Using Food and Drink to Describe Osmosis

Written by Jennifer Wiatrowski, Pasco-Hernando Community College

I use two different analogies to relate osmosis to the real world:

a. I use two large beakers (beakers A and B), a jug of water and lemonade mix or fruit punch mix (these are dry powders). I then tell the class I am going to mix two classes of a refreshing beverage (nice in a hot climate like Florida). I tell them that I will make the first beverage very sweet, and pour in a large amount of lemonade or punch mix. The second beverage will not be nearly as sweet and I pour in a small amount of the powder. I then fill each of the beakers to equal volumes. I then ask the class if the two beakers have equivalent solutions. (They say no!). So, although the two beakers appear to have equal volumes, the amount of water is varies between the beakers. This shows students that the amount of water in a given space is influenced by the amount of solute. I then ask the students to imagine connecting the beakers together with a selectively permeable membrane and then ask them which way the water would flow  (from beaker A to B or B to A?)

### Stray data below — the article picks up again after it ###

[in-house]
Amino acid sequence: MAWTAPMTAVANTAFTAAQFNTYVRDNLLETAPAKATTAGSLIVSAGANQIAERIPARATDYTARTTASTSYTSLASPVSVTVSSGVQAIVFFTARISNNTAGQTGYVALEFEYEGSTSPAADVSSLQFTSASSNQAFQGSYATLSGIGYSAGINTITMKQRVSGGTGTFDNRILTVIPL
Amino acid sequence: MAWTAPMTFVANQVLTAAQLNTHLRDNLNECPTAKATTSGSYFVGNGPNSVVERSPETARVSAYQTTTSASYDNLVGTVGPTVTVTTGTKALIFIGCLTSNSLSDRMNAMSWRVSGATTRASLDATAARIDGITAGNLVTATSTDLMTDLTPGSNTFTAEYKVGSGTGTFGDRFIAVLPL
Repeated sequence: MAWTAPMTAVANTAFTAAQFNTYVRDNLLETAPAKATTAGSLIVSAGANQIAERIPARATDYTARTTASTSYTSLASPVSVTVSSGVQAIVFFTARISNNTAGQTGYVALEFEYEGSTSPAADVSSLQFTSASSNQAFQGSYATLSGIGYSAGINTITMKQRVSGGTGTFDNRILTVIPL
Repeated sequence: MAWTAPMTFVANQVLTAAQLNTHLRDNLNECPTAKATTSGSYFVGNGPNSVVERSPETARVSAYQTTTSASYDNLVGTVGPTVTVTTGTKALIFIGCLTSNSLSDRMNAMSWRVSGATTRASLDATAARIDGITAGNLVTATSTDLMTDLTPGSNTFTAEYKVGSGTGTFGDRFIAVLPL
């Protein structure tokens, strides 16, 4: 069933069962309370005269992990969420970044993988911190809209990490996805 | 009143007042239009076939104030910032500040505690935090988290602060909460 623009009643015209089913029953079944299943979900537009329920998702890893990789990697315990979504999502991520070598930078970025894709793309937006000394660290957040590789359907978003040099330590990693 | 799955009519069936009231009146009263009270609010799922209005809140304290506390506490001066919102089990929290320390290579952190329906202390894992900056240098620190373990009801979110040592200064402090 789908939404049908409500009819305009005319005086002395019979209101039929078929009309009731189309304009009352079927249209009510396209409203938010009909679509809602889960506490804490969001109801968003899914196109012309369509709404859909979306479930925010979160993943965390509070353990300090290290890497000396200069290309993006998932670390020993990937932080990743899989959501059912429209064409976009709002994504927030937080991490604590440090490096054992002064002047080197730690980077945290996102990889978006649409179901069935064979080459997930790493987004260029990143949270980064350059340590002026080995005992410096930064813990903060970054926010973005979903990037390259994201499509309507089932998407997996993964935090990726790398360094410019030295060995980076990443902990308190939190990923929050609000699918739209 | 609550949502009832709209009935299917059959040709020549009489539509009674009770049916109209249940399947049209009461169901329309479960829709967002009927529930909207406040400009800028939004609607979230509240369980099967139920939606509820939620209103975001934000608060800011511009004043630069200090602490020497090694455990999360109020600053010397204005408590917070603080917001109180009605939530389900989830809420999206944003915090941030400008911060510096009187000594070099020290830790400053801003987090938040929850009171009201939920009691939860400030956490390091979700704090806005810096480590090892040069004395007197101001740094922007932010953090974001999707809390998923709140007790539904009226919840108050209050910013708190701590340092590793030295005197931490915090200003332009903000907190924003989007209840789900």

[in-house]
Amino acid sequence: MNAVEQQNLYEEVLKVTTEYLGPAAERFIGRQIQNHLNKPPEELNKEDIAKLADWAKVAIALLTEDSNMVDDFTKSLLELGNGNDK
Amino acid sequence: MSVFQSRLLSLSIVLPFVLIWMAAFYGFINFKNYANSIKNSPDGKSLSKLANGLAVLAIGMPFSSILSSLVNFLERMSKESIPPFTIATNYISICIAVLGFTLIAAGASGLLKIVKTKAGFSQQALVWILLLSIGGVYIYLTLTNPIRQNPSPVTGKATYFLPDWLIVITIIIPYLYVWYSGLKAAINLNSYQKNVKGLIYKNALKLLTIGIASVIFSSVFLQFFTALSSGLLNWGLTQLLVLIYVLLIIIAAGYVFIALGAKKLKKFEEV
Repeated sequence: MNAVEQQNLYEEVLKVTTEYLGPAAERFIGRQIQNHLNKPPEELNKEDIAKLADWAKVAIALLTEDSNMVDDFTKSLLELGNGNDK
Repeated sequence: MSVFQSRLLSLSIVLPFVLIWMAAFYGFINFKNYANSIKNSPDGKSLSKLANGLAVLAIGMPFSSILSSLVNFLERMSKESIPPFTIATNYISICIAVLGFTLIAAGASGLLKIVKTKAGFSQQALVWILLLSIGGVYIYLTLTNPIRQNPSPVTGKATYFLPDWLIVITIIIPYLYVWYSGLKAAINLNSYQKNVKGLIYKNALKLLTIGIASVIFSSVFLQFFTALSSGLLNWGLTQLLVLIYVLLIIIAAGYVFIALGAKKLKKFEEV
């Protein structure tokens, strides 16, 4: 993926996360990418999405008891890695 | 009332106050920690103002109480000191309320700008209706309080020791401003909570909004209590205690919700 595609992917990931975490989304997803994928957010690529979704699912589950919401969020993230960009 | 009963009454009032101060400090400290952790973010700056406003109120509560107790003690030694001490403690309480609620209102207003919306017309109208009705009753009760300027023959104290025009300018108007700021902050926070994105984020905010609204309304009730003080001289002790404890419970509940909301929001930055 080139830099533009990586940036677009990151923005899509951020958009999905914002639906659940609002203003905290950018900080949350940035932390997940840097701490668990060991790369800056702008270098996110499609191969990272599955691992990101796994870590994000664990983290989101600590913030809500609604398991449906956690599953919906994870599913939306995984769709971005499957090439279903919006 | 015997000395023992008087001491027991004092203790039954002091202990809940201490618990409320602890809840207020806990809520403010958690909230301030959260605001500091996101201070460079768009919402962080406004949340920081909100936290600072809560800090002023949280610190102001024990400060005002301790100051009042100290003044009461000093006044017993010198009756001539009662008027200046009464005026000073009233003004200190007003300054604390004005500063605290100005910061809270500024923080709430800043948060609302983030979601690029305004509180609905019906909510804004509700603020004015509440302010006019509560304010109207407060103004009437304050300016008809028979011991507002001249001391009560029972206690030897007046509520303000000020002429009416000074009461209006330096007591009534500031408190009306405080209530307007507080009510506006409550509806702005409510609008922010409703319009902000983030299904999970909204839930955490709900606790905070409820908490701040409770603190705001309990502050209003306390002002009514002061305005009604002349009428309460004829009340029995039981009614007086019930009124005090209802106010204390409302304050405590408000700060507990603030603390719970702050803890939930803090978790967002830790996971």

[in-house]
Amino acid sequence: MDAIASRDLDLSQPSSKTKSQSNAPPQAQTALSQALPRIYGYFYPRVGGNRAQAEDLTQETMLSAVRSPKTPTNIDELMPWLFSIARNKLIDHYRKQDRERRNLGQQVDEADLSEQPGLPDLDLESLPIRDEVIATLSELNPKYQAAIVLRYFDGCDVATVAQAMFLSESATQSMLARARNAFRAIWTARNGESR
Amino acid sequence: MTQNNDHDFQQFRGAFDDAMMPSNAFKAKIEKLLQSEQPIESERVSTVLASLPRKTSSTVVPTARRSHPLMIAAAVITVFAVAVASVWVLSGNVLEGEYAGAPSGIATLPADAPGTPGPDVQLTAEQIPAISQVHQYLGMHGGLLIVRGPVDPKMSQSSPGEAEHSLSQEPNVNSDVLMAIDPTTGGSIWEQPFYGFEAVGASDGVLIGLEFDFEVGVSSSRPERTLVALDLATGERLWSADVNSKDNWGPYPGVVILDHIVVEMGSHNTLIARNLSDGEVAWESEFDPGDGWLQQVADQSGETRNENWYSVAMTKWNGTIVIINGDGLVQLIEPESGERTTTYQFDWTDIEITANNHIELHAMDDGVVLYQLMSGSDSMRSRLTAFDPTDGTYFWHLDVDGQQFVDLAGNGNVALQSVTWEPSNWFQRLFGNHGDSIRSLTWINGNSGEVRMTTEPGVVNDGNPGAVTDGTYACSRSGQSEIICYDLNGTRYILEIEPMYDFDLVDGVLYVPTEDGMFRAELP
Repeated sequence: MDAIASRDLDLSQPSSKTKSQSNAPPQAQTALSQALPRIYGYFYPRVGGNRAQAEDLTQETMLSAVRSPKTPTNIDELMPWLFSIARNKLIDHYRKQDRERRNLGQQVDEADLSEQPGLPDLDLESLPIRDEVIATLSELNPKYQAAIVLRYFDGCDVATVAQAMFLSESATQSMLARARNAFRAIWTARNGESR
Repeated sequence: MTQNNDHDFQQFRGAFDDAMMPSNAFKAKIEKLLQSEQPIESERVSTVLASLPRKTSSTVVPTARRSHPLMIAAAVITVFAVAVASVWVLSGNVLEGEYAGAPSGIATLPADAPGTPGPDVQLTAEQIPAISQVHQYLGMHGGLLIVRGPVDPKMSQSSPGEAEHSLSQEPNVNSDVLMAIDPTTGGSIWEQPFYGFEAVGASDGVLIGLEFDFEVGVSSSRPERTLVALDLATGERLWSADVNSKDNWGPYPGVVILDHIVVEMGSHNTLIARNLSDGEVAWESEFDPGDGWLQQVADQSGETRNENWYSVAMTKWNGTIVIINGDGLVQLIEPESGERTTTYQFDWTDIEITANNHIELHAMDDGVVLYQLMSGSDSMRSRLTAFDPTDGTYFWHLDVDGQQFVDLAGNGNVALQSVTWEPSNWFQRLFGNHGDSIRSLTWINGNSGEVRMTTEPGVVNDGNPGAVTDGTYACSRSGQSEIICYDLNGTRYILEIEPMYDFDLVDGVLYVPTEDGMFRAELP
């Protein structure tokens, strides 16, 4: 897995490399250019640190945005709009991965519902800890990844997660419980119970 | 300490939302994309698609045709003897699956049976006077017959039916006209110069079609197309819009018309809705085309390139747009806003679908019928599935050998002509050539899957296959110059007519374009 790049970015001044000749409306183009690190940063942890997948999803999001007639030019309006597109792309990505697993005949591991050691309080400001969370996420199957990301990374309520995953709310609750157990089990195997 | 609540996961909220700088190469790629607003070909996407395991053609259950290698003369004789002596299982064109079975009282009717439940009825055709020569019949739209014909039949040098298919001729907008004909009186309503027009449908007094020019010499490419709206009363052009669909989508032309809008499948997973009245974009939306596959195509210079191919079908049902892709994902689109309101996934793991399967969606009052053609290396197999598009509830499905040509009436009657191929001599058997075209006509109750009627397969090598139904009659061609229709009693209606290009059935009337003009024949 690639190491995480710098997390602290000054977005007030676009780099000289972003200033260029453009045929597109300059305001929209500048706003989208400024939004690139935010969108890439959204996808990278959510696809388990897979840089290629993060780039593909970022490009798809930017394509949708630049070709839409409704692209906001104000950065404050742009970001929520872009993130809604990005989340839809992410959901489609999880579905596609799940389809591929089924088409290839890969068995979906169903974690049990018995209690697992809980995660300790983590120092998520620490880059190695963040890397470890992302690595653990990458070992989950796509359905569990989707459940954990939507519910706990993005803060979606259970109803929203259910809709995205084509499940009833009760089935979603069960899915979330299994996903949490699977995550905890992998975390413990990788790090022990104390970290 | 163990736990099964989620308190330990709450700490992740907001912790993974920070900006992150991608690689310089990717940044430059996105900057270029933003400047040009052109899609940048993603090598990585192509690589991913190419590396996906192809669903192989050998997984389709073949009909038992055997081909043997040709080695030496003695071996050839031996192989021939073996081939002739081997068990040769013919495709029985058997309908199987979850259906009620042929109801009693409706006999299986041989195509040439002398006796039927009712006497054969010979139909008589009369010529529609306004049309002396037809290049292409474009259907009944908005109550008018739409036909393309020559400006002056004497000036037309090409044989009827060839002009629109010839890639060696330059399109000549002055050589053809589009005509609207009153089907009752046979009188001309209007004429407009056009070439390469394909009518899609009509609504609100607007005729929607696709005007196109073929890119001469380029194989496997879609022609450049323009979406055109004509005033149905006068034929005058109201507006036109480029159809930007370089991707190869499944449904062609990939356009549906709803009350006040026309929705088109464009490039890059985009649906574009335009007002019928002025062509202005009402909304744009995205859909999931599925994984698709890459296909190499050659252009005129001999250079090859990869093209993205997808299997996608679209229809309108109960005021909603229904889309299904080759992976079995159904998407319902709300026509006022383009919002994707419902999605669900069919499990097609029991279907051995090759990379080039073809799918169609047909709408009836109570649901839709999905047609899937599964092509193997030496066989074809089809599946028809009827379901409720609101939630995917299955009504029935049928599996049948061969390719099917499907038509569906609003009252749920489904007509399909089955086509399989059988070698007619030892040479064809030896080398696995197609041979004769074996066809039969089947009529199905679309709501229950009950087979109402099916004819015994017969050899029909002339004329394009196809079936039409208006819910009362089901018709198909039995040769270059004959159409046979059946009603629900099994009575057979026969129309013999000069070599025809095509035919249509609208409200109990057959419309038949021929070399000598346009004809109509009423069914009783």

b. I then talk about Martha Stewart. Martha always says that you should never toss your salad until your guests arrive or you are ready to serve it (I was recently informed by my students that “toss the salad” has taken on additional meaning……so this gets a good laugh out of the class). So, at the beginning of class, I take a bag of salad and some dressing and mix them. I then put it aside for awhile. In the meantime we talk about hypertonic and hypotonic. I then ask to think about the scenario with the salad and the dressing. They eventually reason that the salad is hypotonic to the dressing (or the dressing is hypertonic to the salad) and the consequence of this is a watery salad as the dressing pulls water out of the greens. This would make Martha HORRIFIED.  To finish, we take look at the salad we mixed earlier.